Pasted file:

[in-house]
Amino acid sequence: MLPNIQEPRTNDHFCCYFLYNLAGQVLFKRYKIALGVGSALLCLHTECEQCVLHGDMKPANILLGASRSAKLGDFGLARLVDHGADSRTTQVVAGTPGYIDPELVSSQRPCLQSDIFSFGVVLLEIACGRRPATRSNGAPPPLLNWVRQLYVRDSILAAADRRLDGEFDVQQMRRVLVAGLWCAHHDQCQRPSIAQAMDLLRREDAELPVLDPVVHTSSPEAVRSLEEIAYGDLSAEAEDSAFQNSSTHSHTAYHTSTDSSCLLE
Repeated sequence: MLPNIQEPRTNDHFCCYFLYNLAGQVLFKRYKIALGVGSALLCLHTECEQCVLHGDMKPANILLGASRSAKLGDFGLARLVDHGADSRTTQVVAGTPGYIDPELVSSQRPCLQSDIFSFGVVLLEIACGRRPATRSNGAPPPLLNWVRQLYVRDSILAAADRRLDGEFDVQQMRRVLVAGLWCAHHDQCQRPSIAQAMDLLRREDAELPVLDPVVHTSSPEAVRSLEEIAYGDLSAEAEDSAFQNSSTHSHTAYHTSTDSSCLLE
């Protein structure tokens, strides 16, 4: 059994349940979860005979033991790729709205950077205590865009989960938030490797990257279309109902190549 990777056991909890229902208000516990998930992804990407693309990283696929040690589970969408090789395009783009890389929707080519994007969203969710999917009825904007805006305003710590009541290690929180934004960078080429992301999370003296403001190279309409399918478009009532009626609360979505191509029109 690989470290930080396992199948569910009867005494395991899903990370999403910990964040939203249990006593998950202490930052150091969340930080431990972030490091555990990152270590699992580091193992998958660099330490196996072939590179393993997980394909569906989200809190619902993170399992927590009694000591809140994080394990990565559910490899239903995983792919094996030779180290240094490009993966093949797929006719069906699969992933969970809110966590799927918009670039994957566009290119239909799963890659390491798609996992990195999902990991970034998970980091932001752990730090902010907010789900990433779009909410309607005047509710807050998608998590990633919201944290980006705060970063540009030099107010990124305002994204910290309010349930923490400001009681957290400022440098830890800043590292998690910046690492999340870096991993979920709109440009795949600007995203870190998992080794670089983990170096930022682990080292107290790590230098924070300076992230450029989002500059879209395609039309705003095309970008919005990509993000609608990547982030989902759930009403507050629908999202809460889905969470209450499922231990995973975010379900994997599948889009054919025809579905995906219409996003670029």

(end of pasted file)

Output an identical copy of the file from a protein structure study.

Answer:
[in-house]
Amino acid sequence: MLPNIQEPRTNDHFCCYFLYNLAGQVLFKRYKIALGVGSALLCLHTECEQCVLHGDMKPANILLGASRSAKLGDFGLARLVDHGADSRTTQVVAGTPGYIDPELVSSQRPCLQSDIFSFGVVLLEIACGRRPATRSNGAPPPLLNWVRQLYVRDSILAAADRRLDGEFDVQQMRRVLVAGLWCAHHDQCQRPSIAQAMDLLRREDAELPVLDPVVHTSSPEAVRSLEEIAYGDLSAEAEDSAFQNSSTHSHTAYHTSTDSSCLLE
Repeated sequence: MLPNIQEPRTNDHFCCYFLYNLAGQVLFKRYKIALGVGSALLCLHTECEQCVLHGDMKPANILLGASRSAKLGDFGLARLVDHGADSRTTQVVAGTPGYIDPELVSSQRPCLQSDIFSFGVVLLEIACGRRPATRSNGAPPPLLNWVRQLYVRDSILAAADRRLDGEFDVQQMRRVLVAGLWCAHHDQCQRPSIAQAMDLLRREDAELPVLDPVVHTSSPEAVRSLEEIAYGDLSAEAEDSAFQNSSTHSHTAYHTSTDSSCLLE
């Protein structure tokens, strides 16, 4: 059994349940979860005979033991790729709205950077205590865009989960938030490797990257279309109902190549 990777056991909890229902208000516990998930992804990407693309990283696929040690589970969408090789395009783009890389929707080519994007969203969710999917009825904007805006305003710590009541290690929180934004960078080429992301999370003296403001190279309409399918478009009532009626609360979505191509029109 690989470290930080396992199948569910009867005494395991899903990370999403910990964040939203249990006593998950202490930052150091969340930080431990972030490091555990990152270590699992580091193992998958660099330490196996072939590179393993997980394909569906989200809190619902993170399992927590009694000591809140994080394990990565559910490899239903995983792919094996030779180290240094490009993966093949797929006719069906699969992933969970809110966590799927918009670039994957566009290119239909799963890659390491798609996992990195999902990991970034998970980091932001752990730090902010907010789900990433779009909410309607005047509710807050998608998590990633919201944290980006705060970063540009030099107010990124305002994204910290309010349930923490400001009681957290400022440098830890800043590292998690910046690492999340870096991993979920709109440009795949600007995203870190998992080794670089983990170096930022682990080292107290790590230098924070300076992230450029989002500059879209395609039309705003095309970008919005990509993000609608990547982030989902759930009403507050629908999202809460889905969470209450499922231990995973975010379900994997599948889009054919025809579905995906219409996003670029």